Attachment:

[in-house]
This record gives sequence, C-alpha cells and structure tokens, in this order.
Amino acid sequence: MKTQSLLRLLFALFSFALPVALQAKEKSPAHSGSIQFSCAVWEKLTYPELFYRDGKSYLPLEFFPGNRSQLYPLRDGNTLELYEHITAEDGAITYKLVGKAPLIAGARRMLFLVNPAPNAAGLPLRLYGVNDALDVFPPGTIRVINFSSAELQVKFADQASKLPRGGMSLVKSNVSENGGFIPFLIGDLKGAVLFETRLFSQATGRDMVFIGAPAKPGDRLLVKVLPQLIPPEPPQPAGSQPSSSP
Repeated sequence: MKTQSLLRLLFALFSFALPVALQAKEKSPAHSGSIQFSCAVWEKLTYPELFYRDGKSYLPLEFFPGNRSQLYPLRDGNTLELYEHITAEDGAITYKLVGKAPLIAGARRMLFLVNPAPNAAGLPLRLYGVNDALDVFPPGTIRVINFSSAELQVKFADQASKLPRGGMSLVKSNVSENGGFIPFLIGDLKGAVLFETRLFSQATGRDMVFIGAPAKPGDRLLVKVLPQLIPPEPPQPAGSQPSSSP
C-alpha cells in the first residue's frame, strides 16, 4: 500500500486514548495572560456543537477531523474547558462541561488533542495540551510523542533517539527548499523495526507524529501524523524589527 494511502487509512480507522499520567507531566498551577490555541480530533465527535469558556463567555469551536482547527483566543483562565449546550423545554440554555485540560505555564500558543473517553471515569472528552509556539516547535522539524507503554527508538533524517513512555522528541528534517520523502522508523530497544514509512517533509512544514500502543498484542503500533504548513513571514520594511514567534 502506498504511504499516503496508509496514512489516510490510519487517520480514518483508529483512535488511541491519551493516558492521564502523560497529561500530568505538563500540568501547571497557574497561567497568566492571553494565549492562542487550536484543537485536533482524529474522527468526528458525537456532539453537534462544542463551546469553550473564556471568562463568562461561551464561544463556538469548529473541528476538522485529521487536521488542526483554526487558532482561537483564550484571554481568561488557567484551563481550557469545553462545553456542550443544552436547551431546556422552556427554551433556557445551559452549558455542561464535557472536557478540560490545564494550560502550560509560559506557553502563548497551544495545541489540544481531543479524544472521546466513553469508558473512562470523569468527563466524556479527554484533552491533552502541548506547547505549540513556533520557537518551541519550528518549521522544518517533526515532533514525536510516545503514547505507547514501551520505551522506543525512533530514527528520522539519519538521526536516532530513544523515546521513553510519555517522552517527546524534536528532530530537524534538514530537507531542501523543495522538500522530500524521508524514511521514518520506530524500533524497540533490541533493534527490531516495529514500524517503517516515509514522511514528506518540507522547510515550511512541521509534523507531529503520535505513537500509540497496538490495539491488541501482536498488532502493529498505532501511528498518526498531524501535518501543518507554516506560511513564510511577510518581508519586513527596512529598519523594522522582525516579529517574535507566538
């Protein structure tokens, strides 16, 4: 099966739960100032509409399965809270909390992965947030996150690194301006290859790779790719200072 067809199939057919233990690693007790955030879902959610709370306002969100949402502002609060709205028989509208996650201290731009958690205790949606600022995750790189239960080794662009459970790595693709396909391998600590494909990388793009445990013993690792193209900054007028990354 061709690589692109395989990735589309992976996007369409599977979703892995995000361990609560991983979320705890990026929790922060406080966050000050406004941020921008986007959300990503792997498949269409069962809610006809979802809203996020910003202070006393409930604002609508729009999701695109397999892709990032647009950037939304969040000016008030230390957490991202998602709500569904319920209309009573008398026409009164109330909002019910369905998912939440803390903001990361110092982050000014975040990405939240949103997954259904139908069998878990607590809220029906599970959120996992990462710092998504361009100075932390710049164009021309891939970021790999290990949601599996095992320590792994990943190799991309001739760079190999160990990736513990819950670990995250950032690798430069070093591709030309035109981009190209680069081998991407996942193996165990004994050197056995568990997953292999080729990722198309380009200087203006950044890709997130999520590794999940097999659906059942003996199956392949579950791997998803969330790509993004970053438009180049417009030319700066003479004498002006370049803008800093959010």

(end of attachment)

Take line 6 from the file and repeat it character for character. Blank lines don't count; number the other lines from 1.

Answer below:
């Protein structure tokens, strides 16, 4: 099966739960100032509409399965809270909390992965947030996150690194301006290859790779790719200072 067809199939057919233990690693007790955030879902959610709370306002969100949402502002609060709205028989509208996650201290731009958690205790949606600022995750790189239960080794662009459970790595693709396909391998600590494909990388793009445990013993690792193209900054007028990354 061709690589692109395989990735589309992976996007369409599977979703892995995000361990609560991983979320705890990026929790922060406080966050000050406004941020921008986007959300990503792997498949269409069962809610006809979802809203996020910003202070006393409930604002609508729009999701695109397999892709990032647009950037939304969040000016008030230390957490991202998602709500569904319920209309009573008398026409009164109330909002019910369905998912939440803390903001990361110092982050000014975040990405939240949103997954259904139908069998878990607590809220029906599970959120996992990462710092998504361009100075932390710049164009021309891939970021790999290990949601599996095992320590792994990943190799991309001739760079190999160990990736513990819950670990995250950032690798430069070093591709030309035109981009190209680069081998991407996942193996165990004994050197056995568990997953292999080729990722198309380009200087203006950044890709997130999520590794999940097999659906059942003996199956392949579950791997998803969330790509993004970053438009180049417009030319700066003479004498002006370049803008800093959010």